7
\$\begingroup\$

(I've split this question into two. For 2D, see: 2D collision-detection middleware)

Are there any recommendable middleware available for 3D collision detection?

I believe I've heard Bullet has a pretty good 3D collision detection that can be used without the physics engine. I'd like to hear if people have any experiences on Bullet or other libraries for 3D collision detection specifically.

\$\endgroup\$

closed as off-topic by Josh Jun 23 '17 at 23:19

This question appears to be off-topic. The users who voted to close gave this specific reason:

  • "Questions about "how to get started," "what to learn next," or "which technology to use" are discussion-oriented questions which involve answers that are either based on opinion, or which are all equally valid. Those kinds of questions are outside the scope of this site. Visit our help center for more information." – Josh
If this question can be reworded to fit the rules in the help center, please edit the question.

  • \$\begingroup\$ Pekuja you was evil in that question :P You managed to get 2 replies, one about Bullet, and one about Box2D... Why you had to ask both at the same time? :P \$\endgroup\$ – speeder Aug 30 '10 at 17:51
  • \$\begingroup\$ Yeah, I realised I should have asked separate questions about 2D and 3D. I'm sorry about that. I wonder if it's possible to split this... \$\endgroup\$ – Pekuja Sep 1 '10 at 2:36
2
\$\begingroup\$

If you just want collision detection, and not a full physics engine, it might be worth taking a look at OPCODE - http://www.codercorner.com/Opcode.htm (although it is a bit old now, there may be newer/better things out there?)

\$\endgroup\$
6
\$\begingroup\$

Bullet has a very well-working collision pipeline. They support various broadphases (sweep n prune, hashed broadphase, 3-axis sweep, etc) and have narrowphase with optimized bv-tree's. I've worked professionally with bullet for over a year and although their performance is not as good as havok(which I've worked with for over two years), it's free and the source code is maintained and enhanced often.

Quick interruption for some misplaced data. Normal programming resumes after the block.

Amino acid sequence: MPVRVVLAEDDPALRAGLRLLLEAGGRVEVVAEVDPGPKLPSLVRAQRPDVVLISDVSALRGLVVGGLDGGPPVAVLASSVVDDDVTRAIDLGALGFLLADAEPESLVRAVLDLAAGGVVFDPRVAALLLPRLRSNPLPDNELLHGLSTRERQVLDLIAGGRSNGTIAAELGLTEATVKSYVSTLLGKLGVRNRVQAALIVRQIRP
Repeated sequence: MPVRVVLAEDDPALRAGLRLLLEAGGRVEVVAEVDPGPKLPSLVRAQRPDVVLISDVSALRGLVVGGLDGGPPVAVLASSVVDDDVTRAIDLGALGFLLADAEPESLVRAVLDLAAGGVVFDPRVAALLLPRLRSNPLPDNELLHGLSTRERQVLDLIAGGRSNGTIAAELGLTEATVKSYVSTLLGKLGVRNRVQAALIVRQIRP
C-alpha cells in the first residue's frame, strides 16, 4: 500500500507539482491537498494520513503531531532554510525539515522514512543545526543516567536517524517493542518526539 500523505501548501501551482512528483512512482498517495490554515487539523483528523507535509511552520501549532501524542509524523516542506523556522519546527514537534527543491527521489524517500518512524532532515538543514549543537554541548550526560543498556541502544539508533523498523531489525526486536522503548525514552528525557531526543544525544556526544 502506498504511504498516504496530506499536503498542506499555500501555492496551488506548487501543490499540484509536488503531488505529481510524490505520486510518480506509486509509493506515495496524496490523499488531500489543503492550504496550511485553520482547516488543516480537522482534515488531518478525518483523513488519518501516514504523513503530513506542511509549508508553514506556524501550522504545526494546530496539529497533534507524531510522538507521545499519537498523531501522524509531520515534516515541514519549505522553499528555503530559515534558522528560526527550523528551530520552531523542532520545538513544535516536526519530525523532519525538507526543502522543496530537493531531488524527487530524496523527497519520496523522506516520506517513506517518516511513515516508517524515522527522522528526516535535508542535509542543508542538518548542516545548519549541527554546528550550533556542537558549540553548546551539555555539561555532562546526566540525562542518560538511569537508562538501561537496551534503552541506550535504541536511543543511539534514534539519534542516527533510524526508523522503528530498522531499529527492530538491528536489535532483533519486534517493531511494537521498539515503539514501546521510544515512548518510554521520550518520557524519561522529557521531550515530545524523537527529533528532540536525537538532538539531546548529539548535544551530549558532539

It should be fairly easy to look into their source-code to figure out how to only use their collision detection.

PhysX also has a collision-detection network but I haven't relly looked into it. Havok is a solution that costs a lot of money and I don't think anyone can afford retrieving their source-code unless you're a professional developer. They do have free-to-use libraries but then you can't modify it.

\$\endgroup\$
  • \$\begingroup\$ I agree. My friend used PhysX in university and had a lot of success with it - not sure how it caters for the 'just collision detection plox' market though. \$\endgroup\$ – Jonathan Dickinson Aug 31 '10 at 13:33
1
\$\begingroup\$

Open Dynamics Engine is another semi-popular open source middleware solution for physics and collision.

http://www.ode.org/

PhysX is another popular collision/physics middleware from NVIDIA. Binary available.

http://developer.nvidia.com/object/physx.html

Last but not least is Havok which is the gold standard of collision/physics. Binary available.

http://www.havok.com/

\$\endgroup\$

Not the answer you're looking for? Browse other questions tagged or ask your own question.